On guns and laughs

The North Plan

How long before my time-out is over?

How long before my time-out is over?

Photo courtesy of capital stage

The North Plan, 8 p.m. Thursday, Friday, Saturday; 2 p.m. Sunday; 7 p.m. Wednesday; $20-$28. Capital Stage, 2215 J Street; (916) 995-5464; www.capstage.org. Through February 24.

Capital Stage

2215 J St.
Sacramento, CA 95816

(916) 995-5464

Rated 5.0

Capital Stage slaps an apt and humorous caution onto its production of Jason Well’s dark comedy The North Plan. “Warning: The North Plan contains strong language, loud gunfire and rampant conspiracy theories.” The production should have added: “May split sides and cause death by laughter.”

The first part of the warning is due to dialogue of the unconventional heroine Tanya—a sassy, brass-balled, alcohol-loving petty criminal who has no filters and can’t complete a sentence without inserting a “motherfucker” somewhere. Tanya, in a knockout performance by the hilarious Katie Rubin (pictured), establishes an unlikely jailhouse alliance with midlevel government bureaucrat Carlton Berg (Cassidy Brown), who is brought in under new Homeland Security measures after the agency takes over the U.S. government.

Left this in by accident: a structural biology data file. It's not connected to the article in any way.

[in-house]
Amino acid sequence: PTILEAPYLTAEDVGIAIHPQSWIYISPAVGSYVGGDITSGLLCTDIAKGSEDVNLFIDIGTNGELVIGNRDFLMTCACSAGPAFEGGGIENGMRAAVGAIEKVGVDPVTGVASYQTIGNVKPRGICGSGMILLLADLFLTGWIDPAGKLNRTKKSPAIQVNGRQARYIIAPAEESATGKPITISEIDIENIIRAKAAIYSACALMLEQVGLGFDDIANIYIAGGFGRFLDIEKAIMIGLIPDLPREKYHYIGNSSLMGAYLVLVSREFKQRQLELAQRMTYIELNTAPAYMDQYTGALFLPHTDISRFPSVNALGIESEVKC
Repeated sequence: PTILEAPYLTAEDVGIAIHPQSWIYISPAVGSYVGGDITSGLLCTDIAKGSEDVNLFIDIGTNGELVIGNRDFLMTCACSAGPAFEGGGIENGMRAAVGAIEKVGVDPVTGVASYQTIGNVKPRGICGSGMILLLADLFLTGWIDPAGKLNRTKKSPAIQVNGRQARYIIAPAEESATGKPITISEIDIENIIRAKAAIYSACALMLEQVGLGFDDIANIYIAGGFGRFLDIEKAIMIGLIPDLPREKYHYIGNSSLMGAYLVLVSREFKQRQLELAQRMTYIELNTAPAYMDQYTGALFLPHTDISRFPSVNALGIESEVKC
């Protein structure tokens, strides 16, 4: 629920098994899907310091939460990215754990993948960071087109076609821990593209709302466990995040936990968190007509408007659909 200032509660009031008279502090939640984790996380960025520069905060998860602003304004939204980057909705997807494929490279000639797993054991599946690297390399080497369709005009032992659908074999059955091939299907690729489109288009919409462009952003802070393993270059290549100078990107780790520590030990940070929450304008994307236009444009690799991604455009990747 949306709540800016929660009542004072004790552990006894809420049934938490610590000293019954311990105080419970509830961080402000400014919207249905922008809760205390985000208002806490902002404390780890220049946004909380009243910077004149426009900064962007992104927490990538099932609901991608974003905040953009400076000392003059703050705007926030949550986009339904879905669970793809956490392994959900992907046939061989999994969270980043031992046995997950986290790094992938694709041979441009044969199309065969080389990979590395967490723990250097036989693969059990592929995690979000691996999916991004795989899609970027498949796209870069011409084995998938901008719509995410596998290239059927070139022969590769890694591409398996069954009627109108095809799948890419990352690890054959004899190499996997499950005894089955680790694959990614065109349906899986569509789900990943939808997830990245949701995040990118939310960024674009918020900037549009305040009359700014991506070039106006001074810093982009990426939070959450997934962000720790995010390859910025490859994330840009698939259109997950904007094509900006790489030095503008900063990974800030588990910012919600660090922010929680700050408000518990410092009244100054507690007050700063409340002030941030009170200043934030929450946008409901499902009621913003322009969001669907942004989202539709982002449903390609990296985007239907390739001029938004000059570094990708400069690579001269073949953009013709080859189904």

All action takes place in a small-town Missouri police station, overseen by the good-natured police chief Swenson (Harry Harris) and young earnest police administrator Shonda (Alexandra Barthel). In the first half, this comedic farce contains hilarious interchanges between the two prisoners and their cautious but sympathetic jailers. The second half brings in two menacing and squabbling Homeland Security officers (William Elsman and Andrew J. Perez) who don’t quite agree with each other or know what to do with their new powers and prisoners.

The play, while clever and comedic, is also topical in a couple aspects, including an unexpected turn after Capital Stage artistic director Stephanie Gularte chose it for this season. Ultimately, the theater included an insert about gun violence in the show’s program.

Yes, the overall subject matters in The North Plan can be thought-provoking, but mostly it’s audaciously funny with its sharp, daring dialogue and physical comedy presented by a talented cast headlined by Rubin, whose line delivery and expressions are priceless.

The Capital Stage cast is supported by director Peter Mohrmann, who keeps the rhythm flowing throughout, and a stellar backstage crew that designed the creative set, spot-on costumes, and impressive production features.

And one more element should be added to the initial Capital Stage warning: “Regrets may occur if you miss this clever kick-ass comedy.”